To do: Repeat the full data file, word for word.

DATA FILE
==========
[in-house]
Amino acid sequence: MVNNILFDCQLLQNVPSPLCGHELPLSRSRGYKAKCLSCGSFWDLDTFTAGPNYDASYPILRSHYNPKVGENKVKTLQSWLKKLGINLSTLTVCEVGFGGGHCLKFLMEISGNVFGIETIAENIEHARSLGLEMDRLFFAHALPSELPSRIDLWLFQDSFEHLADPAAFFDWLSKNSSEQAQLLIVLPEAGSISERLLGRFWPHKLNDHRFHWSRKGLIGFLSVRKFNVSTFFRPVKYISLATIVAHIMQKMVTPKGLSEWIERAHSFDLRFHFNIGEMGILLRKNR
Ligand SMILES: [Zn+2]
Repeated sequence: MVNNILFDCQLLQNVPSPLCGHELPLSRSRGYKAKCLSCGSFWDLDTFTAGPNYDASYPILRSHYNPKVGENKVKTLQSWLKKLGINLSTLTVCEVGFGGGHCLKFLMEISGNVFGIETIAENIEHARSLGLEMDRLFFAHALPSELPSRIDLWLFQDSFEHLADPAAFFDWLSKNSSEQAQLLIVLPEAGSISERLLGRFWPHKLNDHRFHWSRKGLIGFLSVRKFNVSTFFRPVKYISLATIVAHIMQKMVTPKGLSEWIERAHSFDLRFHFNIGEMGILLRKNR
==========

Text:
[in-house]
Amino acid sequence: MVNNILFDCQLLQNVPSPLCGHELPLSRSRGYKAKCLSCGSFWDLDTFTAGPNYDASYPILRSHYNPKVGENKVKTLQSWLKKLGINLSTLTVCEVGFGGGHCLKFLMEISGNVFGIETIAENIEHARSLGLEMDRLFFAHALPSELPSRIDLWLFQDSFEHLADPAAFFDWLSKNSSEQAQLLIVLPEAGSISERLLGRFWPHKLNDHRFHWSRKGLIGFLSVRKFNVSTFFRPVKYISLATIVAHIMQKMVTPKGLSEWIERAHSFDLRFHFNIGEMGILLRKNR
Ligand SMILES: [Zn+2]
Repeated sequence: MVNNILFDCQLLQNVPSPLCGHELPLSRSRGYKAKCLSCGSFWDLDTFTAGPNYDASYPILRSHYNPKVGENKVKTLQSWLKKLGINLSTLTVCEVGFGGGHCLKFLMEISGNVFGIETIAENIEHARSLGLEMDRLFFAHALPSELPSRIDLWLFQDSFEHLADPAAFFDWLSKNSSEQAQLLIVLPEAGSISERLLGRFWPHKLNDHRFHWSRKGLIGFLSVRKFNVSTFFRPVKYISLATIVAHIMQKMVTPKGLSEWIERAHSFDLRFHFNIGEMGILLRKNR